November 27, 2020

Volume X, Number 332


November 25, 2020

Subscribe to Latest Legal News and Analysis

New Hampshire Adopts Aggressive PFAS Drinking Water Bill

On July 23, 2020, Governor Sununu of New Hampshire signed into law a bill that sets maximum contaminant levels (MCLs) for four types of perfluoroalkyl substances (PFAS) in drinking water. The bill also sets aside $50 million in state funds for cleanup of sites contaminated by PFAS. The New Hampshire law is a significant development, as it sets MCLs that are stricter than both the EPA’s health advisory levels and also many other state regulations for the same chemicals. Many states, like New Hampshire, have begun regulating PFAS on their own under pressure to do so from both its citizens and media, as the EPA continues its lengthy review process before setting MCLs of its own.

The New Hampshire bill (H.B. 1264 (2020)), sets limits for the following PFAS:

  • PFOA: 12 parts per trillion

  • PFOS: 15 parts per trillion

  • PFNA: 11 parts per trillion

  • PFHxS: 18 parts per trillion

The MCLs take effect on June 30, 2020, giving townships, municipalities and water commissions two years to implement changes so that they are in compliance with the new limits.

As part of the bill, the New Hampshire Department of Environmental Services (DES) is required to provide low interest loans to communities that began remediation efforts after September 30, 2019 and whose water sources show PFAS that exceed the MCLs. The state set aside $50 million for such loans. However, if DES identifies a “responsible party” for some or all of the contamination, the loan amount that the state must give from taxpayer money can be reduced by the amount collected by the responsible party. This provision will naturally have the effect of the DES increasing the number of PFAS violations that it issues to private parties (largely, industrial companies) so that the remediation costs can be shouldered more by industry than by taxpayer money.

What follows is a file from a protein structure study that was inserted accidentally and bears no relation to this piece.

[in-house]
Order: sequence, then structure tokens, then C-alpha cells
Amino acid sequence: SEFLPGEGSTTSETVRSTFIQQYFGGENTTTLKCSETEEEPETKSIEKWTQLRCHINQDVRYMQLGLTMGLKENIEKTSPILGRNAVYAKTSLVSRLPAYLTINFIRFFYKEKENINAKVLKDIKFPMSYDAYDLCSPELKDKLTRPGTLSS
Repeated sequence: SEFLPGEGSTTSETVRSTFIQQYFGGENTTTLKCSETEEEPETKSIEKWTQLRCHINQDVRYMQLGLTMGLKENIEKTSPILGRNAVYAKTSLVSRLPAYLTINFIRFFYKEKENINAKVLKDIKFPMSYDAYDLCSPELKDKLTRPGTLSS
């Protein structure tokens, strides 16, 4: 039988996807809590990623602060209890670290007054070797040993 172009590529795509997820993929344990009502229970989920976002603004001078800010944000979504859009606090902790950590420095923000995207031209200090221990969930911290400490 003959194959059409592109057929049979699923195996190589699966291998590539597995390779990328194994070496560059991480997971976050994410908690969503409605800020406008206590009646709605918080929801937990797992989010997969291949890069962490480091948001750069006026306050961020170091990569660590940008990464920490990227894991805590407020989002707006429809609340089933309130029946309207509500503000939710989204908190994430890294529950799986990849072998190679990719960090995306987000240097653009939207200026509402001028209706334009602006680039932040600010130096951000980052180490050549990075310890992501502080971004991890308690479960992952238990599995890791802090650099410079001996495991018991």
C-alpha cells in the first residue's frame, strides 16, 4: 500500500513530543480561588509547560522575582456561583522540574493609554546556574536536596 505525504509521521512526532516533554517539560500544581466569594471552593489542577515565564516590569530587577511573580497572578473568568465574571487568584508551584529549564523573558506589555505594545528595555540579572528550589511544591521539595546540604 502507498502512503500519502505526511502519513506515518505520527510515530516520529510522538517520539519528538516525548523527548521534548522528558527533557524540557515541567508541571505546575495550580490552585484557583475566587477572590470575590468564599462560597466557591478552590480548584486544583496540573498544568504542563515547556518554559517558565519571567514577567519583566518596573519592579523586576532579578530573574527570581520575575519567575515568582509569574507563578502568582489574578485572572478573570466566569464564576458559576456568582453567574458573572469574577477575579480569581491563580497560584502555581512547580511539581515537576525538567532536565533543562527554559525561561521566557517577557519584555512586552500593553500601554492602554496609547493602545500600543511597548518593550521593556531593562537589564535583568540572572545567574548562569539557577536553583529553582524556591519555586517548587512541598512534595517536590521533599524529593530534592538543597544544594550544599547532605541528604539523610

Two other important provisions of the bill are language that requires insurance companies to cover blood tests for people potentially impacted by PFAS, and an agreement to extend the state’s Seacoast Cancer Cluster Investigation until June 30, 2022. The Seacoast Cancer Cluster Investigation Task Force was established by the Governor in 2016 with the purpose of bringing together numerous entities to study a reported cancer cluster, believed to be caused by PFAS, along the New Hampshire coastline. The Task Force’s purpose is to review progress by state agencies in investigating the cancer cluster, establish roles and responsibilities for municipalities and state agencies based on the findings, and ensure local coordination and cooperation with informing the public. 

The bill was originally proposed several years ago, but many questions were raised during the public comment period regarding the method by which the MCLs were set, as well as the proper balance between using state taxpayer money for site cleanups versus fining parties allegedly responsible to fund some or all of the cleanup. The bill was the subject of litigation in state court for some time by companies concerned that the bill failed to follow proper administrative and procedural steps. Despite the concerns and delays, the bill passed the state Senate 23-1 and the state House 210-116.

©2020 CMBG3 Law, LLC. All rights reserved.National Law Review, Volume X, Number 206



About this Author

John Gardella Attorney CMBG3 Law Firm

John Gardella is a Shareholder at CMBG3 Law in Boston, a law firm specializing in the regulatory, litigation, and compliance aspects of numerous environmental and toxic torts issues. He is a member of the firm’s PFAS Team, which counsels clients on PFAS related issues ranging from state violations to remediation litigation. Mr. Gardella has over 15 years of experience litigating environmental and toxic torts matters, including asbestos, PFAS, benzene, lead paint, mold, talc, hazardous waste and pollution matters. He is a successful trial attorney with over 75 verdicts to...